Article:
ALEC HOGG: For us, yes. I… we don’t… we’re not precious people. We realise that we’re spirits who have a human experience, and whatever comes, thank God, he’s decided this time around that that’s the path I will follow. And that’s really… so it’s at the cornerstone. You need cornerstones in your life. Mine is my faith, mine and my wife’s. We have a very strong faith in being in the right… We’re here, we’re in South Africa because we’re meant to be in South Africa. Like most people I look at what’s going on around and you scratch your head and you say ‘my goodness, what is the plan here’. ‘Why are we doing what we’re doing?’ But I’m meant to be here. And as long as I’m meant to be here, I will be here and continue to make a contribution in the way that I can and I can do that if the frictional cost of life is low and having a fantastic home where you can relax and you can kick off your shoes and you can be yourself, does play a very big part in that.

RUDA LANDMAN: While you were building your career, and doing all these different things, you had children growing up. How did that impact, I mean, women are forever talking about the balance between work and the rest of your life. Work and family. Men, seem to just get out there and do their thing. What was it like for you?

ALEC HOGG: Well I did work from home for a long time and I always kept an office at home. So there was always a chance to be around. I used to take the kids to school every day – that was the thing I missed… well my kids were not really… my daughters were sporty. My late son was not really that sporty. He was more into computers. It was always a difficulty with Travis, not to get sucked into his world, which was the gaming world and… because I know once I get into those games, that’s tickets. So that’s the more difficult thing. But I always made a point, my kids and I went on holiday every year. We went to somewhere special, somewhere different. And they… It’s Kahlil Gibran the wonderful writer of The Prophet and he says your children are just lent to you. And I looked at it that way. What I did believe, with my children, was to put them into public schools, so that they could mix and assimilate into society rather than into private schools. But we did give them as much advantage as possible by investing heavily in internet at home. It was good for us as… from a business’s perspective, because it’s a business imperative. But the children had good computers, always had internet access, and now my two girls are doing well, sadly, in Ireland, but that’s the reality is that they were brought up as global citizens. They were brought up in an environment where they got to meet lots of people and they got to see the difference between different cultural groups and different strata of society, and they were also given the same kind of advantages as though they went to school in London or somewhere else, with the internet. So we were lucky, we kind of got the internet early before most other people did. And then we could shape the children’s upbringing accordingly. I did take them abroad and show them – because I think that’s a great education for children as well. Expensive, but it’s worth it.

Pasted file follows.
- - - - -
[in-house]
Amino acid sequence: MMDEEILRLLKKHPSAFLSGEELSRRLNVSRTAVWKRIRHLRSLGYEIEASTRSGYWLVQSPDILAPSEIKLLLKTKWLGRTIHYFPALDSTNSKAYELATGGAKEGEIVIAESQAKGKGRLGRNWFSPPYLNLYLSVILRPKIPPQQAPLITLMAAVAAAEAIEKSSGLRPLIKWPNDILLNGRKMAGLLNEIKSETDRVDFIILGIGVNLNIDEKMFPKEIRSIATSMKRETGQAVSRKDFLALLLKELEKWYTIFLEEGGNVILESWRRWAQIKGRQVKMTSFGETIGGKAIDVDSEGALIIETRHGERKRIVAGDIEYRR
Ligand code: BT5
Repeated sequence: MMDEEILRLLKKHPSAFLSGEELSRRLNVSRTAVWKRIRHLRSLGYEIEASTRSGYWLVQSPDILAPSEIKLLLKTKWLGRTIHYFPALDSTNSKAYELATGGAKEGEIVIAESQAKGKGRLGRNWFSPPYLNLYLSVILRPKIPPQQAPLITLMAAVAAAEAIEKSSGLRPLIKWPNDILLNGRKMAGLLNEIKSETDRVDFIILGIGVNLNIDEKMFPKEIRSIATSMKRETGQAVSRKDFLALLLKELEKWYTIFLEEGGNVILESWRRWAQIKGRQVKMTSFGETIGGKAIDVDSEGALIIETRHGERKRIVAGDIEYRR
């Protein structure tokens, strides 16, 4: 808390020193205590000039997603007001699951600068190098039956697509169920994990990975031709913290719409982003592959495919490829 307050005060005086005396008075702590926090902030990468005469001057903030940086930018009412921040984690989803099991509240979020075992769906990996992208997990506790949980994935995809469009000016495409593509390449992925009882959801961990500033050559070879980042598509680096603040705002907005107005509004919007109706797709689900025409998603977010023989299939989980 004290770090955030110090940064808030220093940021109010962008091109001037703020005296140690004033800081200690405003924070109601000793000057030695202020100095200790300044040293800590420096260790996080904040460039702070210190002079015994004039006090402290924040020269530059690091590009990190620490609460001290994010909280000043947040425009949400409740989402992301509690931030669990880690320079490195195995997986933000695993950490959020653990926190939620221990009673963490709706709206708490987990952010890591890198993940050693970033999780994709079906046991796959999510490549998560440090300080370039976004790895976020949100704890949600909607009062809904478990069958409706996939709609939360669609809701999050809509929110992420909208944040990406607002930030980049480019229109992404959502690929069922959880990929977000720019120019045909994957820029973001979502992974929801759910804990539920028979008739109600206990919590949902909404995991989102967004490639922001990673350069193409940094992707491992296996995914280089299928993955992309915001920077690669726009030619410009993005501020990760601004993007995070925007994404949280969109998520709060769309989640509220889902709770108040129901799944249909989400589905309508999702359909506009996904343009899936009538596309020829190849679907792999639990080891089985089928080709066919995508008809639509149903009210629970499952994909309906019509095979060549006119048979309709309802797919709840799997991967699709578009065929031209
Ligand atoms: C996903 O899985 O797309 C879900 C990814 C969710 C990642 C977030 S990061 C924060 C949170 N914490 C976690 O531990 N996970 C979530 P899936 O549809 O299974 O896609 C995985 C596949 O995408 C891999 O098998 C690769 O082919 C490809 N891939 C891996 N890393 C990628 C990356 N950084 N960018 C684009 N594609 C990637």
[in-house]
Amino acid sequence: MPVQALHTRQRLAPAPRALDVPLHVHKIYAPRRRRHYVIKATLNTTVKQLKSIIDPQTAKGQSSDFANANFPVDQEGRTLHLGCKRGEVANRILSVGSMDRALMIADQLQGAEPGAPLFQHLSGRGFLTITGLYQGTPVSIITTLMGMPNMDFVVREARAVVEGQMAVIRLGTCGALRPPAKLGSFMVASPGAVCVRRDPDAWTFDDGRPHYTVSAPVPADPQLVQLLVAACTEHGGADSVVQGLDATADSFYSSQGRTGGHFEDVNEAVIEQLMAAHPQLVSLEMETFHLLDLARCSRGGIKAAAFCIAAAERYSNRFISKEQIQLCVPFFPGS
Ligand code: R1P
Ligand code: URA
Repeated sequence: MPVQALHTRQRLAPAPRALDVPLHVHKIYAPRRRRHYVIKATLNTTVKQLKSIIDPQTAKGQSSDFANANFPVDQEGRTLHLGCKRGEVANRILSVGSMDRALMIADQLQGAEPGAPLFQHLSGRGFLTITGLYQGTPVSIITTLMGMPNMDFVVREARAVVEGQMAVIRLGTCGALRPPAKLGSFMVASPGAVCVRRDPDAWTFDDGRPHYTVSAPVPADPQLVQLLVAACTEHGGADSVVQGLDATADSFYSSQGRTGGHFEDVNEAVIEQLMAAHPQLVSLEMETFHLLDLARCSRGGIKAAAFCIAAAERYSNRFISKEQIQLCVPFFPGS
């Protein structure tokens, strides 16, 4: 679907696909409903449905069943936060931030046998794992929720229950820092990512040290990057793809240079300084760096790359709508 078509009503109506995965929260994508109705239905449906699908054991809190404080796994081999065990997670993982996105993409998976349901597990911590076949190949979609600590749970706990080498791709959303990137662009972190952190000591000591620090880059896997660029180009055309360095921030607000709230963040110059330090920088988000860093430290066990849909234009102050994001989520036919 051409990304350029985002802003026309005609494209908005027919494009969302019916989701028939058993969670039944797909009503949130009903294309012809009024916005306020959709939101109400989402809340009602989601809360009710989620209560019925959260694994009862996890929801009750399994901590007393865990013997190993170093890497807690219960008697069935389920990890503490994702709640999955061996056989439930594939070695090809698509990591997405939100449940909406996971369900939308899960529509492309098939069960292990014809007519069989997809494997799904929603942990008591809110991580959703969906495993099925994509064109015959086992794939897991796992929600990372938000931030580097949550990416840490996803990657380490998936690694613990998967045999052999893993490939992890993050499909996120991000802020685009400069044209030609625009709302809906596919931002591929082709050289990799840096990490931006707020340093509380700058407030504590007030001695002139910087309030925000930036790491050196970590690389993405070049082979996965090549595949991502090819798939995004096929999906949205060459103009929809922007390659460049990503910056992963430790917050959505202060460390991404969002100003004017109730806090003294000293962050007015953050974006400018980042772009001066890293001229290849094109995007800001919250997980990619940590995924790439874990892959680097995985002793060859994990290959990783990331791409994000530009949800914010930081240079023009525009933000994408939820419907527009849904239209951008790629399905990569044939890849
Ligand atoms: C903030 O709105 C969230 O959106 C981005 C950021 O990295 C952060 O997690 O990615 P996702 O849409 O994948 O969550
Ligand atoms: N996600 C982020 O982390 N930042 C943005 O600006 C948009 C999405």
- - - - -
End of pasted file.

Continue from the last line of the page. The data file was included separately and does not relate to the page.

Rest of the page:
RUDA LANDMAN: So what I’m hearing you say, is be interested. Be there.

ALEC HOGG: Be curious.

RUDA LANDMAN: But also be interested in your children. You can’t just let them go. You have to invest.

ALEC HOGG: Ja, you know, kids are… my children anyway, are three… well… two very different little people, and they have… they’re now 25 and 23. So they have their own lives and I’m very proud of them. They think differently. My late son was also… he was a… this was his world, today, it’s a shame that he passed away when he did, because he was 21 years old when that happened, and that was a big learning for me as well. Because it also taught me that if I could say one thing to other people who’ve got children it’s don’t get cross with them. Just remember you never know how long you’ve got them for. Just invest a little bit more time with them, because it benefits both of you. But then again, if you come back to your cornerstone and your beliefs and where your faith rests, you will, and you believe, you really believe that we’re spirits having a human experience, I have no doubt I will see him again. So it’s sad and I wish Travvy was here, but you know, that’s the way it was meant to be in the grand scheme of things. And life is so complex, we know so little – I think our biggest problem is we don’t know what we don’t know, and that’s mainly there. There’s a whole lot I don’t know, but inside, I know I will see my son again.

RUDA LANDMAN: Thank you. I think that’s a very good note to end.

ALEC HOGG: It’s a pleasure, Ruda. Nice talking with you.

RUDA LANDMAN: Thank you.